Colombia’s government announced Sunday it would continue informal negotiations with the country’s last remaining guerrilla group, the ELN, instead of kicking off the first formal round of peace talks on Tuesday as planned.
The ELN and the government announced peace talks in June 2014 already, but the parties that have been at war for more than half a decade, have since been unable to proceed to formal peace talks.
“The resumption of talks to fix the date for installing the public roundtable will take place on Thursday, January 12 in Quito, Ecuador,” the government’s chief negotiator, Juan Camilo Restrepo, said in a press statement.
According to Restrepo, an informal negotiation team will meet with the ELN’s representatives in Ecuador to “seek formulas of understanding that will lead to the start of a public roundtable for talks.”
In spite of already having agreed on an agenda, both the government and ELN have repeatedly introduced new demands that have effectively prevented the inauguration of formal talks.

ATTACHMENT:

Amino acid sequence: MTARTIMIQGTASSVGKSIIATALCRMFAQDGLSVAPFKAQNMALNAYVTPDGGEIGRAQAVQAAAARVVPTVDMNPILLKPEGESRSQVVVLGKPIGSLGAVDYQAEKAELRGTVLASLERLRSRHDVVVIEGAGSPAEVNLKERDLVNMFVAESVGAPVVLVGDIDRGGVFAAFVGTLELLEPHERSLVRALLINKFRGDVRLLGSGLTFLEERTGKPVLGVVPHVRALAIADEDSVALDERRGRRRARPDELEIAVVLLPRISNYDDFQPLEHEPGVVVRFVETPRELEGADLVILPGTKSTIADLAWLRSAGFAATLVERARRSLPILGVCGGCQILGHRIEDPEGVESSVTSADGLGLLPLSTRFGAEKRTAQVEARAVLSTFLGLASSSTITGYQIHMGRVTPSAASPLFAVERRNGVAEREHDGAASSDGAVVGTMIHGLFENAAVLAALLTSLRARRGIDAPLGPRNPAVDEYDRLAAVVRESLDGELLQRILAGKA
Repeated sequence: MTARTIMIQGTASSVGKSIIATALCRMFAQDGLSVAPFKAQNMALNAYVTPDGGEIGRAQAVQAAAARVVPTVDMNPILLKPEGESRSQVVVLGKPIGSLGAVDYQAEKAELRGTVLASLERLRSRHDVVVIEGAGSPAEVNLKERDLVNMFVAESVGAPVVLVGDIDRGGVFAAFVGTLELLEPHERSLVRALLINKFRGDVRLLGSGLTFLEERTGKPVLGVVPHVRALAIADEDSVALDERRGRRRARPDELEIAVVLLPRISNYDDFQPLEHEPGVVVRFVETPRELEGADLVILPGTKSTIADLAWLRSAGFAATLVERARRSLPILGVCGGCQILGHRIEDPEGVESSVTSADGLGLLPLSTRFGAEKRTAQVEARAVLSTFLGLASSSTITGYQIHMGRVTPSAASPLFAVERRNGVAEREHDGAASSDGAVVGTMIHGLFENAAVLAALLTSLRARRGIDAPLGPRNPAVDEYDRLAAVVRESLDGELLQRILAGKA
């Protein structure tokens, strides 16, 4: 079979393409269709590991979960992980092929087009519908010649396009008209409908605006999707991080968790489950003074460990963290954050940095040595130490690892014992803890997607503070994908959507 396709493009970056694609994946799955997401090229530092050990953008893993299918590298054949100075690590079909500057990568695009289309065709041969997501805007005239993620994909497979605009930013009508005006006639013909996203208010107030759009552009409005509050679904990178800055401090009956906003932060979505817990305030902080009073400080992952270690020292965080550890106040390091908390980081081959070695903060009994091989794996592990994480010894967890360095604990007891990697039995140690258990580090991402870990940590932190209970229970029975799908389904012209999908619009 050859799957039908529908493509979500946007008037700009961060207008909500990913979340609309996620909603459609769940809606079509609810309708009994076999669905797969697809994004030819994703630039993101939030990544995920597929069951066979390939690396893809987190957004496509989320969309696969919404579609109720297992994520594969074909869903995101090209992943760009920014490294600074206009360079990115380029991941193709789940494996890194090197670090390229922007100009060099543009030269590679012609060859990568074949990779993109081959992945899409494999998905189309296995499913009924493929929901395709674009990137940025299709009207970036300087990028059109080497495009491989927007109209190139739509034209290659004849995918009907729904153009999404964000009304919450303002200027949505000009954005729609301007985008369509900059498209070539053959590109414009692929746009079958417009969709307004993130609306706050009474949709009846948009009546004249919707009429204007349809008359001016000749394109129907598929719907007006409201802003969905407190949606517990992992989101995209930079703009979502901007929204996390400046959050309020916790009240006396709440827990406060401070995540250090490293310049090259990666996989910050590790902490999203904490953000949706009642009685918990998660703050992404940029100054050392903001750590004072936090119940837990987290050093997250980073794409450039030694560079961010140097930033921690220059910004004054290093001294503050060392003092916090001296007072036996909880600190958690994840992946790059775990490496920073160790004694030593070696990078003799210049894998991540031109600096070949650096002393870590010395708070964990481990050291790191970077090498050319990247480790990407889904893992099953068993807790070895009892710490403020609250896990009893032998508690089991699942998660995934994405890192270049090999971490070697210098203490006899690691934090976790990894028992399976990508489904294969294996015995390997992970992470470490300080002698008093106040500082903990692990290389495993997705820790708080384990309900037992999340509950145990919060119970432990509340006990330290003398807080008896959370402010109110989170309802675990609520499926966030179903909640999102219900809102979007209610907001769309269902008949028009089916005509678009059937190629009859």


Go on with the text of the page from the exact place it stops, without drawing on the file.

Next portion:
After the government introduced the demand to release one hostage, the guerrillas demanded the simultaneous release of two imprisoned rebels.
When Santos demanded all rebel hostages be released, he effectively halted the talks as the ELN sees its unknown number of civilian and political hostages as irreplaceable leverage.
The extended informal talks will take place two days after the demobilization deadline of the FARC, until late last year the country’s largest guerrilla group, and the ELN’s ideological and military ally.
Without the FARC, the 1,500-man ELN force is significantly weaker entering negotiations.
If the administration of President and Nobel Peace Prize laureate Juan Manuel Santos is able to negotiate peace with the ELN, it will have removed the original actors that spurred 52 years of violence.
In its 52 years, Colombia’s armed conflict cost the lives of at least 265,000 Colombians and left 7 million homeless or landless.